London International Disputes Week changes with confidence

LIDW will explore how the disputes community is adapting to a world that has changed dramatically since its 2019 launch, reports Ben Rigby
Panoramic View of City London in UK.

Lukasz Pajor; Shutterstock

For most, the month of May means a Coronation and two successive Bank Holiday weekends marking the start of the month. For disputes lawyers, however, and their clients, mid-May sees the return of London International Disputes Week (LIDW) from 15-19 May.. 

This year’s event, which is supported by The Global Legal Post as a media partner, will be keenly anticipated. Previous iterations of LIDW have ranged from exploratory in 2019 to pandemic-era virtual events in 2021. The focus of the 2022 iteration was disputes in a global, sustainable, and ethical world.

This year's event aims to build on its reputation as a forward-thinking forum for discussion that embraces legal London's commitment to diversity in all its forms. That diversity extends from litigation to arbitration, to diversity in appointments and hearings, and to the wide variety of practice areas in which London law firms are rightly seen as leaders.   


The new theme is not accidental. Each version of LIDW has built upon the ones before it. The broader banner, however, stresses London's versatility as a centre for commercial disputes and, crucially, its adaptability to change. 

This is not to say that London doesn't have its challenges; far from it. Brexit has made it less global for many while debates about the cab rank rule and events like the Post Office scandal have raised important ethical questions. 

These issues are all addressed in the programme. Nor does the event shy away from the need for justice for consumers at home even as it seeks to attract corporate clients from abroad, with a flagship reception in aid of the National Pro Bono Centre and sessions on consumer class actions, mediation, greenwashing, and diversity.

The updated theme for 2023 is among several fundamental changes aimed at boosting the number of international delegates and increasing opportunities for representatives from the UK and beyond to host discussions on specialist topics.

That means a brighter, slicker, one-day conference, greater member autonomy in events, an enhanced social programme, and more collaboration between sets, law firms, expert witnesses, and litigation funders, as well as judges and corporate counsel. 

This year’s event sees a special place for international arbitration, with a designated International Arbitration Day as a flagship event showcasing the importance of London as a global centre.


This dispels accusations that past LIDW events have been insufficiently focused on arbitration given dedicated weeks such as Paris Arbitration Week or Hong Kong Arbitration Week.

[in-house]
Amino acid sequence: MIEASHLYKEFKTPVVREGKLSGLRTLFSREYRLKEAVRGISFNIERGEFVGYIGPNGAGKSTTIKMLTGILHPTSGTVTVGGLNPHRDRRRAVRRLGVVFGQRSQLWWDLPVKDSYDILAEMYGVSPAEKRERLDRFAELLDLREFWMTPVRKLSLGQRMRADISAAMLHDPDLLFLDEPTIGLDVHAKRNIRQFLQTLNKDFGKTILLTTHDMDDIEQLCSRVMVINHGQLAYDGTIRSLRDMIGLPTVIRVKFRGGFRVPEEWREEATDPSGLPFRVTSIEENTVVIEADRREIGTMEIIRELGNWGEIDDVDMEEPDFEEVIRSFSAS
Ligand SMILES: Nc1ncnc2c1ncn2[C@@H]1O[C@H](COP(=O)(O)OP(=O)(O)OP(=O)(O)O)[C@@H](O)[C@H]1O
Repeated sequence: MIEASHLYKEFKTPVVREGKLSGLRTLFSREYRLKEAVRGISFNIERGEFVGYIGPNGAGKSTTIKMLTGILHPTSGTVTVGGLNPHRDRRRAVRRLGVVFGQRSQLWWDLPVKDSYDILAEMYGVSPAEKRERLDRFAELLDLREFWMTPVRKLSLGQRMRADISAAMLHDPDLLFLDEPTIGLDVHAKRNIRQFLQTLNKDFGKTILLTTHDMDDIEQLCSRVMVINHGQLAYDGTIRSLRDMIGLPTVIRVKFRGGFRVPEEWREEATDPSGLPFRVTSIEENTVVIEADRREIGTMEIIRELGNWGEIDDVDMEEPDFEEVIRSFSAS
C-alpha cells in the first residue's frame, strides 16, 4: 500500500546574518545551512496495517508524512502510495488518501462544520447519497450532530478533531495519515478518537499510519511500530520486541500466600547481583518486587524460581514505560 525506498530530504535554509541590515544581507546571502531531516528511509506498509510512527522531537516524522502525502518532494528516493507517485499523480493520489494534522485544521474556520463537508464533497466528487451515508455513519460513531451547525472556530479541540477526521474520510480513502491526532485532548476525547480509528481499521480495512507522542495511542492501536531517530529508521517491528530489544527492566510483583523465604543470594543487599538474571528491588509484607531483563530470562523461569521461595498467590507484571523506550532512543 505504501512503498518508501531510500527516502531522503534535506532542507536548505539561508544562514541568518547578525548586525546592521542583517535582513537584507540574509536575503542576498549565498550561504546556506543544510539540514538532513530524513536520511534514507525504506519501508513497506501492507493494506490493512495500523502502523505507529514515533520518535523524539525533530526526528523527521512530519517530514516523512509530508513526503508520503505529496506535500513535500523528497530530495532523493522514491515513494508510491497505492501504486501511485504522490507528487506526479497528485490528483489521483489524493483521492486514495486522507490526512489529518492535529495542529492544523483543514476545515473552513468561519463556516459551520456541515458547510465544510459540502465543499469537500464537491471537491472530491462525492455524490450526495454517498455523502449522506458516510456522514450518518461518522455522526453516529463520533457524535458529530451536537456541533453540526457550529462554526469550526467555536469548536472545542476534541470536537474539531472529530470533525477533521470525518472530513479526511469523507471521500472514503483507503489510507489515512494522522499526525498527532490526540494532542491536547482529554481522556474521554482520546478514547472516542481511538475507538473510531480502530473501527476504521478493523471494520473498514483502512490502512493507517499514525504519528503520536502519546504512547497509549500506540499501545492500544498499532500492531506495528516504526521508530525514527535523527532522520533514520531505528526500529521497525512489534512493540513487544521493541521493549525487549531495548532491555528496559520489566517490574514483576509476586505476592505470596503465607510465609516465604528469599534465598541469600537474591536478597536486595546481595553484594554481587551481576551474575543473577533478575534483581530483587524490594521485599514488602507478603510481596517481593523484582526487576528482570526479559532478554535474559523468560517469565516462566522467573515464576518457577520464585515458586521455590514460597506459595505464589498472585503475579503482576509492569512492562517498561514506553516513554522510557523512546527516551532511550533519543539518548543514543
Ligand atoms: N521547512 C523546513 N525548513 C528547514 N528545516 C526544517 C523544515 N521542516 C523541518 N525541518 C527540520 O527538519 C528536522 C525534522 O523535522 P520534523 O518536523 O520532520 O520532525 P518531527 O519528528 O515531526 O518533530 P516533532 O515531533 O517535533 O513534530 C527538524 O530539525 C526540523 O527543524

Past LIDW delegates would not have noticed a lack of arbitral events – but a greater focus on organisation and presentation has enabled London to offer its distinct daily focus on the topic alongside a thematic presence throughout the week.  

Arbitration's great and the good will open the day, followed by twelve in-person panels on jurisdictions and regions from China to Latin America, hosted at three key law firms—Mayer Brown, Herbert Smith Freehills and Allen & Overy.

Each venue reflects London's disputes legacy at its highest, from US-headquartered Mayer Brown's leadership in insurance and energy to HSF's work as a self-styled' disputes powerhouse' internationally, to Magic Circle law firm A&O's commitment to Europe, Asia and, increasingly, the US. 

All three firms showcase London's ambition to serve the City itself as well as an international marketplace. Yet smaller firms are not ignored; I confidently say that as I am leading an interactive roundtable discussion featuring an expert panel speaking on the challenges and opportunities facing international disputes boutiques on 18 May.


As a transport hub, London has always been a key draw for international delegates. So too will a new venue for LIDW, with the core conference being held at 8 Northumberland Avenue, allowing delegates to stay at the intersection of political and legal London. The nearby Sherlock Holmes pub testifies to the area's association with Arthur Conan Doyle's famous creation and Northumberland Avenue features in Hound of the Baskervilles.

No detective work, however, is needed to understand the event's refreshed outlook. CMS partner and co-chair of LIDW, Richard Bamforth, said it was important because it enables disputes to be seen through the lens of UK lawyers and their peers overseas and, ultimately, international businesses.

The international nature of those clients has also received a buff. In repeating the popular International Day, events will be staggered across multiple time zones, allowing virtual attendance for international delegates, the in-person audience, and London lawyers seeking to focus on the markets in which they work. 

Luke Harrison, of Keidan Harrison, who led on international strategy for this year's event, stressed the event's flexibility which allows members and delegates to plan their programme based on specialist interests and practice areas.

By taking on board member feedback, LIDW has adapted to the changing world around it, like the professions it represents. It is a progressive evolution that reflects the evolving needs of the organisation and its lawyers, corporate clients, and consumers. One surely worth witnessing.

London International Disputes Week takes place from 15 - 19 May. Click here to read the full programme. For enquiries email [email protected].


Email your news and story ideas to: [email protected]